Concerns of Milk Industry Development Association  

The Milk Industry Development Association, representing industrial processors of dairy products, expressed their concern to the government that the 45% import duty on powdered milk, would have the following adverse effects:  

  • World wide prices of imported powdered milk increased from L.E.5,278 /Ton in February 2000 to L.E.10,000/Ton in March 2001 following the removal of European subsidies on exports, from 90 to 40 Euros/Kg of skimmed milk, as required by commitments WTO regulations. As a result, industrial producers of dairy products had to pay L.E.14,500/Ton after increased import duties and the increasing price of the dollar, all of which eventually increased their production costs by 5-25%. Locally processed dairy products also faced competition from imports of processed dairy product, which were not subject to the 45% tariff. Also, after the increase in the cost of powdered milk and the dollar’s exchange rate, the prices of local fresh milk was lower than the price of milk reconstituted from imported milk powder.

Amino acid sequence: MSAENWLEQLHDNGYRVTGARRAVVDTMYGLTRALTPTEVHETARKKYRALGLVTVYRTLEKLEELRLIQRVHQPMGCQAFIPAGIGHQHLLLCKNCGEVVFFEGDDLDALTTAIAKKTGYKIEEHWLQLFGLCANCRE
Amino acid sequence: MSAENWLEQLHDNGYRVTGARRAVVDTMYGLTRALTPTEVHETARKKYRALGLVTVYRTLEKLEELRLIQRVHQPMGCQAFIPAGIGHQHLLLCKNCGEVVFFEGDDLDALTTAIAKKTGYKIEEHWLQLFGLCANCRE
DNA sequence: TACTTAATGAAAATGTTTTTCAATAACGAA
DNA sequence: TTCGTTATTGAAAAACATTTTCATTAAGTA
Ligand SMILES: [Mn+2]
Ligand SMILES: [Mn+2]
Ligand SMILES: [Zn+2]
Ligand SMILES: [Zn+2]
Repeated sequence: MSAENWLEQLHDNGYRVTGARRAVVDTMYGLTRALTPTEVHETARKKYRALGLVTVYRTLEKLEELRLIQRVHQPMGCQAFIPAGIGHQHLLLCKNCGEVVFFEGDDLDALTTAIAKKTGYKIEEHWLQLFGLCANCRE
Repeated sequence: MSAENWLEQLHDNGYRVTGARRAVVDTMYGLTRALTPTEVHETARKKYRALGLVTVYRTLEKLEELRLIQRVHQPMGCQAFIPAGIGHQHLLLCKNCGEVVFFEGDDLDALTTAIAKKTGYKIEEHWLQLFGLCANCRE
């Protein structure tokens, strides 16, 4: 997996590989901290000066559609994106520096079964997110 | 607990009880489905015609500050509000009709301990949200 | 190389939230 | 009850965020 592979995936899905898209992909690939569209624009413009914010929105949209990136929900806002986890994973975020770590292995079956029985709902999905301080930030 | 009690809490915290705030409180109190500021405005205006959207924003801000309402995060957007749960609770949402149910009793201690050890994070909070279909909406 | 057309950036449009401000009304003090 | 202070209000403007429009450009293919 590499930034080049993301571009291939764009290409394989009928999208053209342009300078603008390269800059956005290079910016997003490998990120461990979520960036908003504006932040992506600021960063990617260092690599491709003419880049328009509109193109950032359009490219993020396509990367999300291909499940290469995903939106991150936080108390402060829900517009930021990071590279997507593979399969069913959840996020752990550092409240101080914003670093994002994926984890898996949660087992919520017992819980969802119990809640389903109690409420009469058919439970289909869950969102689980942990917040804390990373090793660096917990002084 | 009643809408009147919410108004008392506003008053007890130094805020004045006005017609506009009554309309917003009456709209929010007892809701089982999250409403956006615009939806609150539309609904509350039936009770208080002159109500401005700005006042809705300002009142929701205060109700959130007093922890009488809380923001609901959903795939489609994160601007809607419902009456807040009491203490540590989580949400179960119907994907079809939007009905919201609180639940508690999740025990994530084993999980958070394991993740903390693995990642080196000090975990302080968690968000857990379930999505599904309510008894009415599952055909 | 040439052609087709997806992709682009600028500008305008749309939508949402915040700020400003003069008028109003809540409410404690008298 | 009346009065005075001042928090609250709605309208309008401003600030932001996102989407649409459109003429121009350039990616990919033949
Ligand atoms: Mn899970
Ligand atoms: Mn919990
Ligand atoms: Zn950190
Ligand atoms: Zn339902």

• The imports of a variety of cheese would not have been reduced, from 30,000 tons in 1995 to only 1000 tons in 1999, had industrial producers encountered problems in importing powdered milk to cover the shortfalls in the supply of locally produced milk.

  • Dina is the only domestic farm able to produce powdered milk with a maximum amount of 2700 tons/year.

  • Increased import duties on milk is adversely affecting the ability of the Egyptian industrial dairy processing industry to export processed dairy products, especially cooked and white cheese, to Arab countries. For example, in 1999-2000 Gulf countries imported 15,000 tons of processed cheese and 5,000 tons of white cheese from Egypt.